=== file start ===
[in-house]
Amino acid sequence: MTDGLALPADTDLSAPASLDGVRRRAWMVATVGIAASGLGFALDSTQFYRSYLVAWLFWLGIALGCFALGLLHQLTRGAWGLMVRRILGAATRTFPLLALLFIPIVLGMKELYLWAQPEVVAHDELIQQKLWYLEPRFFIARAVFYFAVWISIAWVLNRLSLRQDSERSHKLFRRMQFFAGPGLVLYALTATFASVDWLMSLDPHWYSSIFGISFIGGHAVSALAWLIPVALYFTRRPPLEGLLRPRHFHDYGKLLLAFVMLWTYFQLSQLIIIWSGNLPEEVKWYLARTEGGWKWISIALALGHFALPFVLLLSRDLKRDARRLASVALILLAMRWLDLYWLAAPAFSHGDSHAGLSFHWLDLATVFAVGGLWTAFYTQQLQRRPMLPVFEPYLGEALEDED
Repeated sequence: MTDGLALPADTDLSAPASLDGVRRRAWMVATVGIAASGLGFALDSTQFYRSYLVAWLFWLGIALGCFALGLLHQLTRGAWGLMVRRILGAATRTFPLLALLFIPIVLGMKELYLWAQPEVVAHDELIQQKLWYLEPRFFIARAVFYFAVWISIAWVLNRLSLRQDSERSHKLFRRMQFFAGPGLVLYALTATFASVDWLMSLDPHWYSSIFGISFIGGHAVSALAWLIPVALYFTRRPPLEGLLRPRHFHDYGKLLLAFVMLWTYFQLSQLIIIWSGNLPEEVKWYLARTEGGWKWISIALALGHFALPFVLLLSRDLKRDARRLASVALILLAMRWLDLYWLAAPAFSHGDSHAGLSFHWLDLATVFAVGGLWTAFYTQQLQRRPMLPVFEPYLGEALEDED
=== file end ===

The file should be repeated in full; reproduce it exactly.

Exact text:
[in-house]
Amino acid sequence: MTDGLALPADTDLSAPASLDGVRRRAWMVATVGIAASGLGFALDSTQFYRSYLVAWLFWLGIALGCFALGLLHQLTRGAWGLMVRRILGAATRTFPLLALLFIPIVLGMKELYLWAQPEVVAHDELIQQKLWYLEPRFFIARAVFYFAVWISIAWVLNRLSLRQDSERSHKLFRRMQFFAGPGLVLYALTATFASVDWLMSLDPHWYSSIFGISFIGGHAVSALAWLIPVALYFTRRPPLEGLLRPRHFHDYGKLLLAFVMLWTYFQLSQLIIIWSGNLPEEVKWYLARTEGGWKWISIALALGHFALPFVLLLSRDLKRDARRLASVALILLAMRWLDLYWLAAPAFSHGDSHAGLSFHWLDLATVFAVGGLWTAFYTQQLQRRPMLPVFEPYLGEALEDED
Repeated sequence: MTDGLALPADTDLSAPASLDGVRRRAWMVATVGIAASGLGFALDSTQFYRSYLVAWLFWLGIALGCFALGLLHQLTRGAWGLMVRRILGAATRTFPLLALLFIPIVLGMKELYLWAQPEVVAHDELIQQKLWYLEPRFFIARAVFYFAVWISIAWVLNRLSLRQDSERSHKLFRRMQFFAGPGLVLYALTATFASVDWLMSLDPHWYSSIFGISFIGGHAVSALAWLIPVALYFTRRPPLEGLLRPRHFHDYGKLLLAFVMLWTYFQLSQLIIIWSGNLPEEVKWYLARTEGGWKWISIALALGHFALPFVLLLSRDLKRDARRLASVALILLAMRWLDLYWLAAPAFSHGDSHAGLSFHWLDLATVFAVGGLWTAFYTQQLQRRPMLPVFEPYLGEALEDED